“Why Are You So Negative?”

I am going to talk about another one of those irritating questions people often ask me. The question is along the lines of “Why Are You So Negative”? I was asked this question throughout my years in school, and I couldn’t really come up with any other answer than just “I don’t know”. I would mainly hear this from neurotypicals (people with “normal” minds). Each one had their own unique way of asking the question. Ms. Stuckley, one of my teachers in junior high would ask “Whats wrong Derek, you seem depressed”. One of the slackers in my TV production class at the Freeport Area Senior High School would say “Why are you so unhappy all the time? You’re just like a serial killer”. I would simply avoid even speaking to the ones who asked me that question because they just don’t understand. It really wouldn’t be worth telling them I was Autistic, because most of them don’t know what it is and they wouldn’t care if I told them.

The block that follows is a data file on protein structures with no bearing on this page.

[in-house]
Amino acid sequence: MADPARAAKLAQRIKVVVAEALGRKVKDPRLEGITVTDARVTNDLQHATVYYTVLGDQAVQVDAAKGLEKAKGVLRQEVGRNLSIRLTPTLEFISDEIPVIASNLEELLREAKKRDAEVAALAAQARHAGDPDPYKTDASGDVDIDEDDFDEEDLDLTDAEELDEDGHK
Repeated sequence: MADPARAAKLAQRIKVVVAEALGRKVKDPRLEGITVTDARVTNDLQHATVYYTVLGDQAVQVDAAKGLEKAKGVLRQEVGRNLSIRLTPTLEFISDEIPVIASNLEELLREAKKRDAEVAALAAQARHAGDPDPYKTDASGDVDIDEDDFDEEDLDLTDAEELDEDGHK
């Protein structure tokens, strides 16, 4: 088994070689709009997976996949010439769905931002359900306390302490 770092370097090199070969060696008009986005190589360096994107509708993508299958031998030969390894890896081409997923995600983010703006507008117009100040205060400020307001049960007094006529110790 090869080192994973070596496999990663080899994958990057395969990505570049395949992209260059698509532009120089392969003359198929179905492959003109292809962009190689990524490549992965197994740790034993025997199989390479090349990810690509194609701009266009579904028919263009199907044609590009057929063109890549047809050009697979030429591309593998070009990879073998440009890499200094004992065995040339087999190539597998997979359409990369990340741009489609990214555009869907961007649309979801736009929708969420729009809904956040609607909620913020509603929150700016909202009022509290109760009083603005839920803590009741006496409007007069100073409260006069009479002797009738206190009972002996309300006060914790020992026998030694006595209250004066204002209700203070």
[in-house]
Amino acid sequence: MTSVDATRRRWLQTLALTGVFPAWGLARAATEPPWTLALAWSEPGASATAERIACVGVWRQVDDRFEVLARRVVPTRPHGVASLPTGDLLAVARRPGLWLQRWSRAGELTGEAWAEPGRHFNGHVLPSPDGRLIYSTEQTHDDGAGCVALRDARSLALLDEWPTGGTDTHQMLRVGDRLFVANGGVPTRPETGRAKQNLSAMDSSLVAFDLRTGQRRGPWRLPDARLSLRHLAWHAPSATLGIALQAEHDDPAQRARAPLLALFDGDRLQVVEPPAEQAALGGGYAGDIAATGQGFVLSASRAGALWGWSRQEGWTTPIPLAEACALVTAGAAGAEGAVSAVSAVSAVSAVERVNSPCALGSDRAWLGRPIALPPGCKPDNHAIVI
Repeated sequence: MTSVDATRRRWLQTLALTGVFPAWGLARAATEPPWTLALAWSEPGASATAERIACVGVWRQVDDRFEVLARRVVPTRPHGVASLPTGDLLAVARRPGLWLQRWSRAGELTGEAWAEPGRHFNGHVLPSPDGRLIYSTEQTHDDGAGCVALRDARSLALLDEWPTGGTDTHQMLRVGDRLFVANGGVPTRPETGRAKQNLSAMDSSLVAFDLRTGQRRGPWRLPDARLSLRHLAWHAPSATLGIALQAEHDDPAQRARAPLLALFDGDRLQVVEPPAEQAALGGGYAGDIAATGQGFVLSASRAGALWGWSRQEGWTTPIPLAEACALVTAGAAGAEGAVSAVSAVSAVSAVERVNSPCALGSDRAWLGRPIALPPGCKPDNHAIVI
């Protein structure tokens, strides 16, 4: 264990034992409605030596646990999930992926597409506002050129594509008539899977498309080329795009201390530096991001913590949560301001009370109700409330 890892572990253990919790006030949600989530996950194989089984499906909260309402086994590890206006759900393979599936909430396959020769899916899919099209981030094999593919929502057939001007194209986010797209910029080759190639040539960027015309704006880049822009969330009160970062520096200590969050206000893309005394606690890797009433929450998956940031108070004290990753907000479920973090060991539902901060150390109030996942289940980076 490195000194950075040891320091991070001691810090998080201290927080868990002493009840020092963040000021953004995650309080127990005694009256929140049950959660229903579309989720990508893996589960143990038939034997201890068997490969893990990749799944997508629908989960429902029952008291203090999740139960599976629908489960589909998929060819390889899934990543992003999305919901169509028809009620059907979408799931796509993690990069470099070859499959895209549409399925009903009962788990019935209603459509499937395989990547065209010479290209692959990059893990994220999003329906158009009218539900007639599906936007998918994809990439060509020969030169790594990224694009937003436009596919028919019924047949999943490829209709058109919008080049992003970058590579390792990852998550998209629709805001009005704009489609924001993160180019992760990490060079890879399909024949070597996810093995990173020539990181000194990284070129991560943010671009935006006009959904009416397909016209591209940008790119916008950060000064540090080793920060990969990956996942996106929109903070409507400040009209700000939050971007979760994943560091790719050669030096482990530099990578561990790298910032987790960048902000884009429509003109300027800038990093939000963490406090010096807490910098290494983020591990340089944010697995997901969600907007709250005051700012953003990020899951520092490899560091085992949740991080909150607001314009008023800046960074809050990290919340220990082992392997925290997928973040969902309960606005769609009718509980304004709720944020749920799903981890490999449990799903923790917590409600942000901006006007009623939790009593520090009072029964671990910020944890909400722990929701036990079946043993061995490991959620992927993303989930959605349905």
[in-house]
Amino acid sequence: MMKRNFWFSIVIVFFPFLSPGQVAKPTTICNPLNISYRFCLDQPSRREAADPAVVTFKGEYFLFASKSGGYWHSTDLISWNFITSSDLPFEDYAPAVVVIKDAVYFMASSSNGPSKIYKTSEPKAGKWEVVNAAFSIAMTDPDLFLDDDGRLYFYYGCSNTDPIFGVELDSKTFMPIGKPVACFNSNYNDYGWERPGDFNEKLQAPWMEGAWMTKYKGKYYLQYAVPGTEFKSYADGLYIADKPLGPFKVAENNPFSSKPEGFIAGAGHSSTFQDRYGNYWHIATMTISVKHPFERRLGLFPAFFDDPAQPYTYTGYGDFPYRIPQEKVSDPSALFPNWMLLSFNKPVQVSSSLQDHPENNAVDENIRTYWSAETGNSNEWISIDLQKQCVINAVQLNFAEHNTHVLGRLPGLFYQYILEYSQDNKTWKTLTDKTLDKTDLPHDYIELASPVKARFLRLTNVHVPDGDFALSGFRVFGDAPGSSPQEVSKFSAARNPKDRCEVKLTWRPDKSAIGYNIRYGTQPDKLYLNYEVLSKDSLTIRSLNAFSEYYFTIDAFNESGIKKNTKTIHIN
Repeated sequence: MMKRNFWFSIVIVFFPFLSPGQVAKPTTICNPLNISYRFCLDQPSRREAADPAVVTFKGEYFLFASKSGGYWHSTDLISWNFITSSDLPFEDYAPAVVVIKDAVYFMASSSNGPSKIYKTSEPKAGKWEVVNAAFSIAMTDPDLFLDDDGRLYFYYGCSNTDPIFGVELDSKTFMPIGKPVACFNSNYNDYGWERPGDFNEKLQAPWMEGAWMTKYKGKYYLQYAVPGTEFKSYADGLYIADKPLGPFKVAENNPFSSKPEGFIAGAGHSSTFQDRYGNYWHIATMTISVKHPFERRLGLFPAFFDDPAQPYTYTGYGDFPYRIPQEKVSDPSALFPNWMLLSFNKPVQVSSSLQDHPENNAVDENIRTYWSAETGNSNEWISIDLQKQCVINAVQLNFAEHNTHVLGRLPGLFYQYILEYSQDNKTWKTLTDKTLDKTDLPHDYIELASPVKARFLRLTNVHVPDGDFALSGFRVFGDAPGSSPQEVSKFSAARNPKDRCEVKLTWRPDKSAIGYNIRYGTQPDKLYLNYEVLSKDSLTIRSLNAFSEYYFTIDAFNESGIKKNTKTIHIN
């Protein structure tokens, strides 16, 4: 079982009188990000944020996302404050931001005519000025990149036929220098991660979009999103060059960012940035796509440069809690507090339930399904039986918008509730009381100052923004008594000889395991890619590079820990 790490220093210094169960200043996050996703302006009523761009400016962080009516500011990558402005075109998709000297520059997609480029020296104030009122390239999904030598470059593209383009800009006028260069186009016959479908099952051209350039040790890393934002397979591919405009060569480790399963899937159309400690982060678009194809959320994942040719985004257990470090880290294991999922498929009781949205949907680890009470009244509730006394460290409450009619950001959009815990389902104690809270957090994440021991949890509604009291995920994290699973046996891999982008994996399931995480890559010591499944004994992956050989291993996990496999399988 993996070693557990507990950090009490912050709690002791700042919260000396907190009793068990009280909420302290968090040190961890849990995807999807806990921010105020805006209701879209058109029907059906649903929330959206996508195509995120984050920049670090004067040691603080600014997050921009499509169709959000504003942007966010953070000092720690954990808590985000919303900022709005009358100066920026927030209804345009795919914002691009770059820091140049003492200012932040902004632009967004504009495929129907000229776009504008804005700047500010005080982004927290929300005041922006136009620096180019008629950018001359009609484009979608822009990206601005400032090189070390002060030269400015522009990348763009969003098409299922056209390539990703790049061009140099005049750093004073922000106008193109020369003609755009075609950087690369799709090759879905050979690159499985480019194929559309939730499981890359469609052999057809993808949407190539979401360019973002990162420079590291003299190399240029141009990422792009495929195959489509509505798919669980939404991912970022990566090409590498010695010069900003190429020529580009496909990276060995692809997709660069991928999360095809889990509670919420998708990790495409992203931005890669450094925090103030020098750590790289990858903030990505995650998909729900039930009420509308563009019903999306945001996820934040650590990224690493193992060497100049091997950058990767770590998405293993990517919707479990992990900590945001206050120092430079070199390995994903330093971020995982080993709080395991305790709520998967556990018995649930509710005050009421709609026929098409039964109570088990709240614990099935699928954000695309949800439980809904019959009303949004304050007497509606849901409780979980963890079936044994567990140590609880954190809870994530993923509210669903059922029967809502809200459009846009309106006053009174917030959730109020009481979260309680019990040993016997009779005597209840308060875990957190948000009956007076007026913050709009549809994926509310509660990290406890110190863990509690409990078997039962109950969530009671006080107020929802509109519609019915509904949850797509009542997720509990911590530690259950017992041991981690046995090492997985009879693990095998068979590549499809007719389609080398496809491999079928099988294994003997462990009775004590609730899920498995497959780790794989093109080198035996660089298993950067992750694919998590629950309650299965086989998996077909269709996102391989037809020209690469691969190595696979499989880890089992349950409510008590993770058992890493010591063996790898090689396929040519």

Negativity is a common characteristic teenagers with Asperger’s Syndrome often show. There are many reasons why this is true, the most common one is because they don’t “fit in with the crowd” at school. While most of the students at school talk about going to the football game on Friday night, a student diagnosed with Asperger’s Syndrome will most likely spend the evening playing computer or video games, or research information about their favorite topic on the internet. When you live in a place like Freeport, football is probably the most popular high school sport. It is often said that “everybody who’s anybody” comes to see the football game. The problem with that statement was, I was the complete opposite of “anybody”. Freeport is a very cliquish school, and I didn’t fit in with any “group”. As described in my entry “Why Are You So Quiet”, I would try to interact with people, but they would either ignore me, tell me to leave or spread rumors about me. I became so frustrated with the fact the people didn’t want to get to know me, I just walked over to an empty table and sat by myself. The cafeteria was always extremely loud, and I just couldn’t wait for the bell to ring so I could get out of the cafeteria.